OPEC+ compliance to oil output cuts in May was 87%: reports
Crude-oil prices climbed on Thursday after a report that major producers at a an OPEC-led meeting of the Joint Ministerial Monitoring Committee, or JMMC, planned to make up for failing to fully meet their production-cut targets last month.
The JMMC, which monitors compliance with OPEC output quotas, held gathering via video-conference Thursday, with technical difficulties preventing a livestream of the meeting.
Earlier this month, the Organization of the Petroleum Exporting Countries and its allies, a group known as OPEC+, agreed to extend cuts of 9.7 million barrels per day to July and monitor compliance to those reduction efforts monthly.
OPEC+ fell short of that target by 1.26 million barrels a day, but that volume will be compensated in full in the coming months, a delegate told Bloomberg News.
The news agency reported that Iraq told the committee that it plans to stick to its production-cut pledge this month and agreed to terms to make up for missing its target last month.
Iraq had pledged to cut production by more than 1 million barrels per day, but instead fell short of its target by 573,000 barrels, Bloomberg reported, citing delegates. To compensate, Iraqi oil production will be 57,000 barrels a day below its quota in July, and 258,000 barrels a day lower in August and September, the report said.
Overall, OPEC+ compliance in May was 87%, reported Reuters, citing two unnamed two OPEC+ sources.
West Texas Intermediate crude for July delivery
the U.S. benchmark, moved up by 73 cents, or 1.9%, to trade at $38.69 a barrel on the New York Mercantile Exchange, after falling 1.1% on Wednesday.
Global benchmark Brent oil for August delivery
picked up 74 cents, or 1.8%, at $41.45 a barrel on ICE Futures Europe, after the contract fell 0.6% in the previous session.
Amena Bakr, deputy bureau chief at Energy Intelligence, had tweeted earlier Thursday that countries that have produced oil above their quota, such as Iraq, Kazakhstan and Nigeria, would be presenting plans to comply.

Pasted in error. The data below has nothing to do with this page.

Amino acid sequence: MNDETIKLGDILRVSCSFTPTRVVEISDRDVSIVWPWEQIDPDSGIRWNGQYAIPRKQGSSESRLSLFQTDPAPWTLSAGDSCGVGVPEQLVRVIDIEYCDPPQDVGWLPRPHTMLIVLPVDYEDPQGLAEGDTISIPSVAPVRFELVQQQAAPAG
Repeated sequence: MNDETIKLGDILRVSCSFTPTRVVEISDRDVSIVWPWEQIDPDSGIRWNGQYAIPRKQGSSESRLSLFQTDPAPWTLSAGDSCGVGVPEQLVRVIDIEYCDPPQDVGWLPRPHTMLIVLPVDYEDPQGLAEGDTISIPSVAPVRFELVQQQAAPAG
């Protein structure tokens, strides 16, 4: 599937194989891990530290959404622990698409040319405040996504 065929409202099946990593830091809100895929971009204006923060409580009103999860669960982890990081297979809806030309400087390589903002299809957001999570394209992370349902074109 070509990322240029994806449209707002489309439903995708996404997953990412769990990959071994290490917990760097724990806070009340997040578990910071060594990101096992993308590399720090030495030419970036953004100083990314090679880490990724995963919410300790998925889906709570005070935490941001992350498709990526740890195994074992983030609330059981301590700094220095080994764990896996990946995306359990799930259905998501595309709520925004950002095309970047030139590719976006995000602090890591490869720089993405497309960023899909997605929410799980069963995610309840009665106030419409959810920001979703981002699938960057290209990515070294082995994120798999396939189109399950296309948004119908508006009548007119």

Meanwhile, energy demand remains in question as several U.S. states have seen a record number of new COVID-19 cases and a new outbreak in Beijing led the Chinese capital city to shut schools and cancel commercial flights.
“The news had traders wondering about a potential new second wave of the [COVID-19] virus,” said Phil Flynn, senior market analyst at The Price Futures Group. “They feared that what had been an impressive comeback in global energy demand could be thwarted.”
However, traders are torn—”trying to balance the risk of a second wave versus the chances that the increase may not be a second wave, but just a reflection of better testing,” he said in a daily report.
The U.S. government’s top infectious disease expert, Dr. Anthony Fauci told The Wall Street Journal on Tuesday: “People keep talking about a second wave. We’re still in a first wave.”
“It is also unlikely that the global economy will shut down, so at some point, oil traders might focus on the fact that global demand is recovering exceptionally well, and global production is still falling,” said Flynn. “That trend, assuming we do not take a big coronavirus to step back, means that we could see a very tight global oil market later this year, despite what OPEC says.”
Data from the Energy Information Administration released Wednesday revealed a weekly climb in U.S. crude inventories of 1.2 million barrels. They also showed supply declines of 1.7 million barrels for gasoline and 1.4 million barrels for distillates, which include heating oil.
Natural-gas futures traded little changed Thursday after the EIA reported that domestic supplies of the commodity in storage rose by 85 billion cubic feet for the week ended June 12.
On average, analysts polled by S&P Global Platts expect the report to show a weekly climb of 79 billion cubic feet, which was less than the 111 billion cubic foot addition in the corresponding week last year.
July natural gas was at $1.643 per million British thermal units, up 0.3%.